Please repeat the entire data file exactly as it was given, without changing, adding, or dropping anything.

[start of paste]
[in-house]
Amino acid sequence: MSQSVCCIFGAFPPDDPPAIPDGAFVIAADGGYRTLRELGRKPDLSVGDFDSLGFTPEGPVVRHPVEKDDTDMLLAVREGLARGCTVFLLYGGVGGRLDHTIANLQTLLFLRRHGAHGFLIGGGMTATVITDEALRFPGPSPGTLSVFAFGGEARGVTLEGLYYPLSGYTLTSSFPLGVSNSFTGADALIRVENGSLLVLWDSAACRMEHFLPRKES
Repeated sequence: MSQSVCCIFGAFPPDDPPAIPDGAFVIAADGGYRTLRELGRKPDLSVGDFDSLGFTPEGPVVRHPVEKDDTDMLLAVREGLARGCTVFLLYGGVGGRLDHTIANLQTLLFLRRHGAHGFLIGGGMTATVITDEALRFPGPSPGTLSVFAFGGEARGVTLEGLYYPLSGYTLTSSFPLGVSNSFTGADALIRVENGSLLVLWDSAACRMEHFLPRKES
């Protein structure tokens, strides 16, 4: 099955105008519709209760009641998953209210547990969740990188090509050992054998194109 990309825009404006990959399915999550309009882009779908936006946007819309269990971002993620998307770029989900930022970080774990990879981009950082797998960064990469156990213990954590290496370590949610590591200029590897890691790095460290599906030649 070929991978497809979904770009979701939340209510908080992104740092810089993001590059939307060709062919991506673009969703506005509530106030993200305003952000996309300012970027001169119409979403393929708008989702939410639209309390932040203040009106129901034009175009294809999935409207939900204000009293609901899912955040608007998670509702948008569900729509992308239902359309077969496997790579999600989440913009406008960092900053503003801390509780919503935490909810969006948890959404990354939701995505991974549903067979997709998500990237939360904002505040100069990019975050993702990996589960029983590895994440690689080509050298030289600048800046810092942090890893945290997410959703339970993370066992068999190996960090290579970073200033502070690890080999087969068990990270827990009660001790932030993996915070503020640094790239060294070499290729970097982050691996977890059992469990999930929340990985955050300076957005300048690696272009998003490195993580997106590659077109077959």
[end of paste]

[in-house]
Amino acid sequence: MSQSVCCIFGAFPPDDPPAIPDGAFVIAADGGYRTLRELGRKPDLSVGDFDSLGFTPEGPVVRHPVEKDDTDMLLAVREGLARGCTVFLLYGGVGGRLDHTIANLQTLLFLRRHGAHGFLIGGGMTATVITDEALRFPGPSPGTLSVFAFGGEARGVTLEGLYYPLSGYTLTSSFPLGVSNSFTGADALIRVENGSLLVLWDSAACRMEHFLPRKES
Repeated sequence: MSQSVCCIFGAFPPDDPPAIPDGAFVIAADGGYRTLRELGRKPDLSVGDFDSLGFTPEGPVVRHPVEKDDTDMLLAVREGLARGCTVFLLYGGVGGRLDHTIANLQTLLFLRRHGAHGFLIGGGMTATVITDEALRFPGPSPGTLSVFAFGGEARGVTLEGLYYPLSGYTLTSSFPLGVSNSFTGADALIRVENGSLLVLWDSAACRMEHFLPRKES
């Protein structure tokens, strides 16, 4: 099955105008519709209760009641998953209210547990969740990188090509050992054998194109 990309825009404006990959399915999550309009882009779908936006946007819309269990971002993620998307770029989900930022970080774990990879981009950082797998960064990469156990213990954590290496370590949610590591200029590897890691790095460290599906030649 070929991978497809979904770009979701939340209510908080992104740092810089993001590059939307060709062919991506673009969703506005509530106030993200305003952000996309300012970027001169119409979403393929708008989702939410639209309390932040203040009106129901034009175009294809999935409207939900204000009293609901899912955040608007998670509702948008569900729509992308239902359309077969496997790579999600989440913009406008960092900053503003801390509780919503935490909810969006948890959404990354939701995505991974549903067979997709998500990237939360904002505040100069990019975050993702990996589960029983590895994440690689080509050298030289600048800046810092942090890893945290997410959703339970993370066992068999190996960090290579970073200033502070690890080999087969068990990270827990009660001790932030993996915070503020640094790239060294070499290729970097982050691996977890059992469990999930929340990985955050300076957005300048690696272009998003490195993580997106590659077109077959």